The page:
# Proof sketch/verification - proving a pullback in a diagram is an equalizer.

We're given the following diagram: We assume the category has products and equalizers. Given $$E, p_1, p_2$$ as a pullback here, we seek to prove that $$E,e$$ form an equalizer of $$f \circ \pi_1$$ and $$g \circ \pi_2$$.

(The assumption that the category has products and the use of $$A \times B$$ as an object comes from this being the converse of a theorem if you're at all curious.)

I'm mostly wanting to check whether the following would prove that.

(Note: I'm not providing the full, formal proof. This is more a sketch proof; in this post, I'm mostly checking whether I understand what I need to prove, rather than outright proving it. I probably can prove all of these myself, I just want to make sure that these lead to the desired conclusion, if that makes any sense. I'm also a little lost at the very end of the proof as I note when appropriate.)

So what I think I need to prove and the order in which I do:

• First, we assume that $$E, p_1, p_2$$ is a pullback in the given diagram.

• Through this assumption, we prove $$(f \circ \pi_1) \circ e$$ = $$(g \circ \pi_2) \circ e$$, one of the properties of an equalizer.

• We introduce a second pullback $$Z, z_1, z_2$$ with arrow $$z : Z \rightarrow A \times B$$ given by the pullback and unique, and establish the same property as before, i.e. $$(f \circ \pi_1) \circ z$$ = $$(g \circ \pi_2) \circ z$$

At this point I'm a bit lost. I'm debating over which I need to show...

• ... there exists a unique arrow $$u : Z \rightarrow E$$ ...
• ... or that the triangle in the diagram below commutes, i.e. $$e \circ u = z$$ I feel like both might be easy enough to prove with the assumption that equalizer arrows, i.e. $$e$$, are monomorphisms, though I also feel that is too much of an assumption given we haven't proven $$E,e$$ are really an equalizer at this point yet.

I guess my sticking point is invoking the universal property. Part of me is also saying I can invoke it right now - since we have $$E, e$$ and $$Z, z$$ equalizing the pair of arrows - and just establish the arrow $$u$$ exists and is unique and makes the triangle commute immediately.

Anyone have any ideas?

• Start by figuring out what you have and where to go from there. You have a pullback, a product, and an arrow $z : Z\to A\times B$ (which, by the product rule, you can decompose uniquely). You want a unique arrow $u$ such that $e \circ u = z$. – Larry B. Oct 18 '18 at 0:45
• If you want to show that $(E,e)$ is an equalizer of $f\pi_1$ and $g\pi_2$, you don't want to introduce a second pullback into the proof. You want $z$ to be an arbitrary arrow with $f\pi_1z=g\pi_2z$. – Malice Vidrine Oct 18 '18 at 1:02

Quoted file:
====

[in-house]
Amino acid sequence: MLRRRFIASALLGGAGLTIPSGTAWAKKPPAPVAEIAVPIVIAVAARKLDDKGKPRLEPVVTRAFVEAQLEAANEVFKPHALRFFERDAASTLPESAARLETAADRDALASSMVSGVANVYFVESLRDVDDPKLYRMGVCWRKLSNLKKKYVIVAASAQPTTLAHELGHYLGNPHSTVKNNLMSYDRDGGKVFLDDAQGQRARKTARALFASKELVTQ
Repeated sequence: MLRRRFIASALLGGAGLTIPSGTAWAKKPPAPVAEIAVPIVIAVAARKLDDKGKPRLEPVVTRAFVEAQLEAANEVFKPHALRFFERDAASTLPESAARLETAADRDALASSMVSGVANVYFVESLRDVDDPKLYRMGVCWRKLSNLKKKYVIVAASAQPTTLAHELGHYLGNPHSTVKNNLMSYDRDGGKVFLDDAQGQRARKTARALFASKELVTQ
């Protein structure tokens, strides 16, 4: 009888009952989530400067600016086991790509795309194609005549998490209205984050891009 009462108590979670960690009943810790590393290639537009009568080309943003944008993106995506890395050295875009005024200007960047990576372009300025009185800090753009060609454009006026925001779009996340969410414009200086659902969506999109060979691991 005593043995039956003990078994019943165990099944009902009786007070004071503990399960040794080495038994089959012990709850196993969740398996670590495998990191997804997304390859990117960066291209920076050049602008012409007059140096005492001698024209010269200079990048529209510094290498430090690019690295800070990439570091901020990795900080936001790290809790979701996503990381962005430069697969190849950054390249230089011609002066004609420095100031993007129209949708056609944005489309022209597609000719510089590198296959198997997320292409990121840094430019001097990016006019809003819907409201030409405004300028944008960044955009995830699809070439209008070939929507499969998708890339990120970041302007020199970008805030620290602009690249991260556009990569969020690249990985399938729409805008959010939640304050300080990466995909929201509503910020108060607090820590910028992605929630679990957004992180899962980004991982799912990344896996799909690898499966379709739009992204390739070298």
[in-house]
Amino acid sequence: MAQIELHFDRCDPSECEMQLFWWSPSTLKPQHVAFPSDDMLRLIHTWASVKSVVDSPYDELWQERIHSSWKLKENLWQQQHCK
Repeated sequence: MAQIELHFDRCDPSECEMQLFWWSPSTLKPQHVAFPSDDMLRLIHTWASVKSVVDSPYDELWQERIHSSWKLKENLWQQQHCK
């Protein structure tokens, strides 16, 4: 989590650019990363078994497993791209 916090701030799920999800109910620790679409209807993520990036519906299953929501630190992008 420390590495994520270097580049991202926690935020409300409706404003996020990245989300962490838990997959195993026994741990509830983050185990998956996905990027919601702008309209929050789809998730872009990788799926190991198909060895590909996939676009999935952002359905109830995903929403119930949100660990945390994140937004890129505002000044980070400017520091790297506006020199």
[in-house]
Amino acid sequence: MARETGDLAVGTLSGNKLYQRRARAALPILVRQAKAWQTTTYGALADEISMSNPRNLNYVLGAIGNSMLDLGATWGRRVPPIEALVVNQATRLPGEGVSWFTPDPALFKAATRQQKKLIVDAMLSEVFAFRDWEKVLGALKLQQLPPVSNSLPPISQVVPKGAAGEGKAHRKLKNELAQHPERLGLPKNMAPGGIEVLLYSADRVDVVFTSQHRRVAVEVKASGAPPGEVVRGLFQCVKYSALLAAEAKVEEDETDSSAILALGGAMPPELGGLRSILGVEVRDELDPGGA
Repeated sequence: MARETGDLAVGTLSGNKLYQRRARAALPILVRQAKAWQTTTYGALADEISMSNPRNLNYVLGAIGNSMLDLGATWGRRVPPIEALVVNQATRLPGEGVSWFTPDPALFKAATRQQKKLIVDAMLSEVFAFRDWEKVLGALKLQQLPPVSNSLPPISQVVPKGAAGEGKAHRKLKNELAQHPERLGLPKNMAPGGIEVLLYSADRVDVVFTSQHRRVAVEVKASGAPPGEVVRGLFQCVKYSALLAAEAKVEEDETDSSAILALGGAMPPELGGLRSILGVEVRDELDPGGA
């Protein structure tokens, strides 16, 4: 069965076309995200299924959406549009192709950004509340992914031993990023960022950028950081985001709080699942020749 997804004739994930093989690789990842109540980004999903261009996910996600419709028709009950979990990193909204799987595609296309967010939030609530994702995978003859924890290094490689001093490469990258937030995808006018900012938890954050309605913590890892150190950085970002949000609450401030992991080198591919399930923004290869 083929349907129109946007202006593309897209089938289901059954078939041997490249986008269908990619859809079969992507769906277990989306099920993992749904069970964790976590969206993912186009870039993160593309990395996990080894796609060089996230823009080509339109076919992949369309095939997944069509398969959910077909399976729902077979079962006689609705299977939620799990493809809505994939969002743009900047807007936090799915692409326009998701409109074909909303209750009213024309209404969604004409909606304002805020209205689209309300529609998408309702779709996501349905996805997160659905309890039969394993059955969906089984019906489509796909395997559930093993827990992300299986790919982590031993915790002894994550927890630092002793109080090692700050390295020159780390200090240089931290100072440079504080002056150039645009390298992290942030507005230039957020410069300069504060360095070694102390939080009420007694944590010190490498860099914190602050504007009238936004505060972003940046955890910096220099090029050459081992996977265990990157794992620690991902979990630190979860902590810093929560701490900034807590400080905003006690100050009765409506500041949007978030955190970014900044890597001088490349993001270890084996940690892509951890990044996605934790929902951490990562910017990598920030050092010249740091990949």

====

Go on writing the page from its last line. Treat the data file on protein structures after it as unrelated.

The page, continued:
• @LarryB. what exactly do you mean by decomposing $z$ uniquely? I'm not sure how to go about that. – Eevee Trainer Oct 18 '18 at 3:15
• The decomposition in question comes from the universal property of the product $A\times B$; there's a bijective correspondence between pairs $z_1:Z\to A$, $z_2:Z\to B$, and morphisms $z:Z\to A\times B$, with $z_1=\pi_1z$ and $z_2=pi_2z$. The key observation is that if $f\pi_1z=g\pi_2z$, this is exactly a commuting square of the sort with respect to which the pullback $E$ is universal. – Malice Vidrine Oct 18 '18 at 4:07

## 1 Answer

Given your first diagram, if you want to show that $$e:E\to A\times B$$ is an equalizer of $$f\pi_1$$ and $$g\pi_2$$, it suffices to show that for any $$z:Z\to A\times B$$ with $$f\pi_1z=g\pi_2 z$$, there is exactly one morphism $$r:Z\to E$$ with $$er=z$$.

So assume we have such a $$z$$. Note that such a $$z$$ means we have a commutative square of the sort that $$(E,p_1,p_2)$$ is universal for. Therefore there is a unique morphism $$r:Z\to E$$ with $$p_1r=\pi_1z$$ and $$p_2r=\pi_2z$$. Note that this hasn't said the right thing about $$e$$ (or anything about $$e$$) yet. To get that, we need to use our product $$A\times B$$.

In that first diagram, $$e$$ is the unique map such that $$\pi_1e=p_1$$ and $$\pi_2e=p_2$$. Using these identities in the above equations describing $$r$$, the equality $$p_1r=\pi_1 z$$ becomes $$\pi_1er=\pi_1z,$$ and similarly $$p_2r=\pi_2z$$ becomes $$\pi_2er=\pi_2z.$$ By the universal property of products, though, there is exactly one map $$q:Z\to A\times B$$ with $$\pi_1q=\pi_1z$$ and $$\pi_2q=\pi_2z$$ --- that is to say, $$z$$. And since the map $$er$$ also satisfies this, we have $$er=z$$.

And just in case it's not obvious that $$r$$ being the unique arrow in the pullback diagram implies that it's unique in the equalizer diagram, note that if $$ej=z$$, then $$\pi_nej=\pi_nz$$, and so $$p_nj=\pi_nz$$ ($$n=1,2$$). But by the universal property of the pullback, there can only be one morphism that satisfies those last equations, so $$j=r$$.